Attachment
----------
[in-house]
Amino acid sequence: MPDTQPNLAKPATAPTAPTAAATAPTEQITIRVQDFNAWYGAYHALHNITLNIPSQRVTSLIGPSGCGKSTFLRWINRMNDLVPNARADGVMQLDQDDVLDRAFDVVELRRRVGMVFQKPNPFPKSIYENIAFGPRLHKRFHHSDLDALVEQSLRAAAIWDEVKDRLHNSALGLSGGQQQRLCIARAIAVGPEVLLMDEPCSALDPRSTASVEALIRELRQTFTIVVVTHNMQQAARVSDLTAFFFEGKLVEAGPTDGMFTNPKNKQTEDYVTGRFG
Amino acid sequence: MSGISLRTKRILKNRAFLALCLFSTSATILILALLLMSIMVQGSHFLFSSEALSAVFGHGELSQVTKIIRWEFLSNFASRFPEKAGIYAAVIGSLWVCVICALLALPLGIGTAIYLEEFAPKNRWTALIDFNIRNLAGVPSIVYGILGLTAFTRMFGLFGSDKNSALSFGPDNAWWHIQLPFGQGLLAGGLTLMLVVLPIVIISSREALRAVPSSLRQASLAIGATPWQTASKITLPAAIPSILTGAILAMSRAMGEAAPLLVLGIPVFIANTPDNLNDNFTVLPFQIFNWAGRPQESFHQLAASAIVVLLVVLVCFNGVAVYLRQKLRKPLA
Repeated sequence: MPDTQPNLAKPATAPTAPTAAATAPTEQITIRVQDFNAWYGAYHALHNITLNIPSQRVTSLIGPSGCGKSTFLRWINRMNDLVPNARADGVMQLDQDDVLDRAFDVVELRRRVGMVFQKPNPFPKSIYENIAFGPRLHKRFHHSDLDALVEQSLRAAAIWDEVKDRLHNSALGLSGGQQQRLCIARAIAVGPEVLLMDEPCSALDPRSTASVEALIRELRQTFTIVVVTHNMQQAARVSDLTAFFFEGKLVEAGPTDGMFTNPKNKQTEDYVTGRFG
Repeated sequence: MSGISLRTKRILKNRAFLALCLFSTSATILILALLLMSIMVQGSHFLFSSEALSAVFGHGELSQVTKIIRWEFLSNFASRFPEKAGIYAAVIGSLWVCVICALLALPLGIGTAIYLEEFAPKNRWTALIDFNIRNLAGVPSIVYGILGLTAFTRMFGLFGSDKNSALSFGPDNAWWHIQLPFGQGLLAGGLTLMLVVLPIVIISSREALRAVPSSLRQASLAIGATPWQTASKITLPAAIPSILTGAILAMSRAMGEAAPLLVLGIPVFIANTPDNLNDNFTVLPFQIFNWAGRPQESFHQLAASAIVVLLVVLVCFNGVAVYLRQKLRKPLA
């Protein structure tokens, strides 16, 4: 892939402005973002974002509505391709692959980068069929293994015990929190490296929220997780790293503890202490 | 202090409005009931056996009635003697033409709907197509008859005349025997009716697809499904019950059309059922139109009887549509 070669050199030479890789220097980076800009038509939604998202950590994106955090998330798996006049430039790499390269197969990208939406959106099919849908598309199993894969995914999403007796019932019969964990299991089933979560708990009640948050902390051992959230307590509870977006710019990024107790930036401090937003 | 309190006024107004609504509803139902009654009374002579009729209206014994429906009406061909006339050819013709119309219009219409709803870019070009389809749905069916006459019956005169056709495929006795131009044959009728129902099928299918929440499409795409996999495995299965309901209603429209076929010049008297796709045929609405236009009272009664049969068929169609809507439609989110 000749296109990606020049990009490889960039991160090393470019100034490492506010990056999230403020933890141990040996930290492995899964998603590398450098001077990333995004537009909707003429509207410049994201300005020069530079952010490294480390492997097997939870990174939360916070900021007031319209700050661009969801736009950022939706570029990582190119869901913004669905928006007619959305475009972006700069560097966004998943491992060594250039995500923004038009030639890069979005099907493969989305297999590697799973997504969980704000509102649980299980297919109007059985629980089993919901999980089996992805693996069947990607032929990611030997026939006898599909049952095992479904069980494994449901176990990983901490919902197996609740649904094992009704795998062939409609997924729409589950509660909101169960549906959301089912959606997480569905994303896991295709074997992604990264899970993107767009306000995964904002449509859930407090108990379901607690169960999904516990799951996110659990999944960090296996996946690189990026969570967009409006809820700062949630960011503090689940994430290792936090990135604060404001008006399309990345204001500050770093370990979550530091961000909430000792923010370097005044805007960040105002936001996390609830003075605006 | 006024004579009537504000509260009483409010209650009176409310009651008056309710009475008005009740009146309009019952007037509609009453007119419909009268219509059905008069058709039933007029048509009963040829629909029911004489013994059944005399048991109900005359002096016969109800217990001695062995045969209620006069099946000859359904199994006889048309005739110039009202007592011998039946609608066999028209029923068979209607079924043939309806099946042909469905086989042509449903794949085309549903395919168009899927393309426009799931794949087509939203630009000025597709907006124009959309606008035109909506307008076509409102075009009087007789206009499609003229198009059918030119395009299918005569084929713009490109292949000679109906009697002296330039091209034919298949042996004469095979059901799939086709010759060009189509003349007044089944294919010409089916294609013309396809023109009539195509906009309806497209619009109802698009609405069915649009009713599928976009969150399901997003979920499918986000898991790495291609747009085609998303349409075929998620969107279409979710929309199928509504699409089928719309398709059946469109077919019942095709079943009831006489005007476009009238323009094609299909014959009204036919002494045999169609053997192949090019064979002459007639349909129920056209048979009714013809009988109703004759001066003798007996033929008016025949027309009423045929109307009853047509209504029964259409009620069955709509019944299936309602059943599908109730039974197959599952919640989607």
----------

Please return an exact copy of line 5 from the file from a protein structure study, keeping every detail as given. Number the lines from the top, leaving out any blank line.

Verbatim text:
Repeated sequence: MSGISLRTKRILKNRAFLALCLFSTSATILILALLLMSIMVQGSHFLFSSEALSAVFGHGELSQVTKIIRWEFLSNFASRFPEKAGIYAAVIGSLWVCVICALLALPLGIGTAIYLEEFAPKNRWTALIDFNIRNLAGVPSIVYGILGLTAFTRMFGLFGSDKNSALSFGPDNAWWHIQLPFGQGLLAGGLTLMLVVLPIVIISSREALRAVPSSLRQASLAIGATPWQTASKITLPAAIPSILTGAILAMSRAMGEAAPLLVLGIPVFIANTPDNLNDNFTVLPFQIFNWAGRPQESFHQLAASAIVVLLVVLVCFNGVAVYLRQKLRKPLA